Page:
If South Dakota’s regulators and courts won’t save us from Big Oil, at least their pipelines-unter-alles attitude is helping keep Minnesota clean for our camping trips. Canadian oil shipper Enbridge has mostly scrapped its plan to build the $2.6-billion Sandpiper pipeline to ship Bakken oil across northern Minnesota to the port at Superior, Wisconsin:
…Sandpiper’s route would pass through the Mississippi River headwaters and lakes plied by American Indians to gather wild rice, sparking fears of damage from a spill. A 2014 study by the Minnesota Pollution Control Agency found that Sandpiper would cross 28 rivers, lakes and wetlands that can’t be reached by nearby roads.
“It put sensitive natural resources at risk in a corridor where no pipeline should be built,” said Kathryn Hoffman, legal director for the Minnesota Center for Environmental Advocacy, which represents Friends of the Headwaters, a Park Rapids-based group. “We are very pleased” with Enbridge’s decision, she said [Mike Hughlett, “Enbridge Energy Pipeline Pulling Plug on Sandpiper Pipeline,” Minneapolis Star Tribune, 2016.09.02].
Enbridge hasn’t completely abandoned the plan, but they say Sandpiper is no longer part of its five-year plan. With yesterday’s application withdrawal, Enbridge would have to start from scratch with a new application to the Minnesota Public Utilities Commission.
Enbridge Inc. and Marathon Petroleum Corp. agreed to pay $2 billion for a minority stake in the Bakken Pipeline system, securing a way to transport crude from North Dakota to the eastern Gulf Coast sooner than planned.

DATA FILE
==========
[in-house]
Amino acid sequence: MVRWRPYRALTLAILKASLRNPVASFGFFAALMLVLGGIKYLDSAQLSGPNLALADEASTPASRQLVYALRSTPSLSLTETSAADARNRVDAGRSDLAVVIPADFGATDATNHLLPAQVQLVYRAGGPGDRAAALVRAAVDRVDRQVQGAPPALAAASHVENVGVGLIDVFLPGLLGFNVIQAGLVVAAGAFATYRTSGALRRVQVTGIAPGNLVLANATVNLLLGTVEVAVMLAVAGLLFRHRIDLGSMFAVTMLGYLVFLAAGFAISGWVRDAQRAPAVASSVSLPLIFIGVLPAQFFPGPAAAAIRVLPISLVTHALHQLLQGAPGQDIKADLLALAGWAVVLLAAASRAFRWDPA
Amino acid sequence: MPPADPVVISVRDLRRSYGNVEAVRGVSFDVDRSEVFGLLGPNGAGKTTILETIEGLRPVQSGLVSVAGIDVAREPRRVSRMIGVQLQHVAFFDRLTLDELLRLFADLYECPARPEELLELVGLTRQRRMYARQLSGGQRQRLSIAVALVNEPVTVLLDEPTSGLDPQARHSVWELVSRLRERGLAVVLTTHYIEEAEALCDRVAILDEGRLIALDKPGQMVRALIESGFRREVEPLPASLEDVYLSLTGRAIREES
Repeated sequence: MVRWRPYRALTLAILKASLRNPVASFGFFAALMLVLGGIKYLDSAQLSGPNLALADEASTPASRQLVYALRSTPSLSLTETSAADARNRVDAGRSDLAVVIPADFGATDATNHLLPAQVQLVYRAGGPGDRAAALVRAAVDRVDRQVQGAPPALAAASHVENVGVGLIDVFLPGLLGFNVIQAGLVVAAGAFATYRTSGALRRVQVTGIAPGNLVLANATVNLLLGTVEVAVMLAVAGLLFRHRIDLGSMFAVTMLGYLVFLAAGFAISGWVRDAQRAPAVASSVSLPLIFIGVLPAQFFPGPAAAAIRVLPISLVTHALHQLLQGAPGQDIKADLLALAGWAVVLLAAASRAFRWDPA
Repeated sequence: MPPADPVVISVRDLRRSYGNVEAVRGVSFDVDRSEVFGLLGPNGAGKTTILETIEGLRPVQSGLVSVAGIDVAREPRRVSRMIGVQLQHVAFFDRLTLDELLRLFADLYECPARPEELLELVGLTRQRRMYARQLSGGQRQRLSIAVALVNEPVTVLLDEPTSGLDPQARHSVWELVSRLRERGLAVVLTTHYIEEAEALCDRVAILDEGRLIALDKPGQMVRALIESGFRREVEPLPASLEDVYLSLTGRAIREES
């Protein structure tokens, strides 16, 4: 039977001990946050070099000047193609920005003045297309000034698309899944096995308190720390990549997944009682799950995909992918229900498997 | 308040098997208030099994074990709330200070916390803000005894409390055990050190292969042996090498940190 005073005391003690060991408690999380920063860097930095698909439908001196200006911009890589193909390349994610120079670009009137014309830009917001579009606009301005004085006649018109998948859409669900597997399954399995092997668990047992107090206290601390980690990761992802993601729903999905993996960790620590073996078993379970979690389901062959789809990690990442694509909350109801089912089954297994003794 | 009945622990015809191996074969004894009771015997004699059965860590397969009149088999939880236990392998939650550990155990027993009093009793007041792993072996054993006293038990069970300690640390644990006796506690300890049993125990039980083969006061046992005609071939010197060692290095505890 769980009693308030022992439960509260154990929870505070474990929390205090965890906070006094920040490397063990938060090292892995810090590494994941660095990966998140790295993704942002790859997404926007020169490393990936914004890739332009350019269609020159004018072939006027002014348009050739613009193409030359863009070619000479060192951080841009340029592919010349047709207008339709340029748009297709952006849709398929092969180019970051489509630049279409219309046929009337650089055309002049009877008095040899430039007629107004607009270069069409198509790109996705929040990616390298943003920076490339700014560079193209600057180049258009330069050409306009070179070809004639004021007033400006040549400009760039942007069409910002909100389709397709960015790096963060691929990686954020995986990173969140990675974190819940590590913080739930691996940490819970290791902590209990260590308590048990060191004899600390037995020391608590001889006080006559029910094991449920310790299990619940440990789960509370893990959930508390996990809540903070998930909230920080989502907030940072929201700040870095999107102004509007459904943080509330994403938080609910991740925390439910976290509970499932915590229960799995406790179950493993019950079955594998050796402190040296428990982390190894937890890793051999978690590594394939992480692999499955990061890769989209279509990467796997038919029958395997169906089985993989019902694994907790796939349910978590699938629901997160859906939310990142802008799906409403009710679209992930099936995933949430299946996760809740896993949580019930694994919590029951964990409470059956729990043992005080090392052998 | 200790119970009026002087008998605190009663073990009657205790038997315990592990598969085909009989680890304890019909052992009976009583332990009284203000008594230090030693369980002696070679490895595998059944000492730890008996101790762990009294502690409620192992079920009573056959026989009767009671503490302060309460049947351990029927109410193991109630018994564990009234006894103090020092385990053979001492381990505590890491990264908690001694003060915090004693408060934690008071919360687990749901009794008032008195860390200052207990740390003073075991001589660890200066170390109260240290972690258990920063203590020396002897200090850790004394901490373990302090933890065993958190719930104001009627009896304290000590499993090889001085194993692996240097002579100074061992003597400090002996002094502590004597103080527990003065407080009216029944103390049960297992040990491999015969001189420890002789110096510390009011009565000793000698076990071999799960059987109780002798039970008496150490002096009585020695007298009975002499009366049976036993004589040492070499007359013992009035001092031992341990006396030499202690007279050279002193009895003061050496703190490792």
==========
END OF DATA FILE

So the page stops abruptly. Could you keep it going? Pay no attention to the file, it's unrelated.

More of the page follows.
Enbridge Energy Partners LP, a unit of Enbridge, and Marathon will acquire 49 percent of the holding company that owns 75 percent of the system from an affiliate of Energy Transfer Partners LP and Sunoco Logistics Partners LP, the companies said in statements on Tuesday. Enbridge will pay $1.5 billion for its 27.6 percent share of the network while Marathon will put up $500 million for its 9.2 percent [Rebecca Penty, “Enbridge, Marathon Agree to Buy $2 Billion Bakken Pipe Stake,” Bloomberg, updated 2016.08.03].
Minnesota, you’re welcome.
Related Reading: While Energy Transfer Partners has built support for Dakota Access by promising the pipeline will carry “100% Domestic produced crude” for “100% domestic consumption,” a portion of the oil it will carry for Enbridge and other companies will likely head overseas.
As we debate Initiated Measure 21, the real 36% rate cap on payday loans, we hear some concern that capping interest on short-term loans will only drive storefront lenders to harder-to-monitor Internet lending. But if Chuck Brennan and Rod Aycox run for the Web, Minnesota provides precedent that will help us hold them to our new rate cap.
“The company engaged in an elaborate scheme to collect payments far higher than allowed by state law,” Swanson said in announcing the settlement. CashCall must cancel all outstanding loans, pay back consumers and “undo any adverse reporting to the credit bureaus.”
…The settlement is among the largest involving the controversial payday credit industry in Minnesota. The state’s leverage was strengthened by a 2015 Minnesota Supreme Court decision that held that out-of-state lenders have to follow Minnesota’s law for online loans [Paul Walsh and Neal St. Anthony, “State Bars Internet Lender, Wins $11.7M Settlement over ‘Rent-a-Tribe’ Loans,” Minneapolis Star Tribune, 2016.08.18].
Minnesota and other states have set precedent for tackling predatory lenders who try to evade state laws through online lending. If we pass Initiated Measure 21 and Dollar Loan Center continues to ply South Dakotans with 574%-interest loans online, Attorney General Marty Jackley should be able to prosecute them for violating the 36% rate cap… assuming A.G. Jackley is willing to challenge his campaign financiers.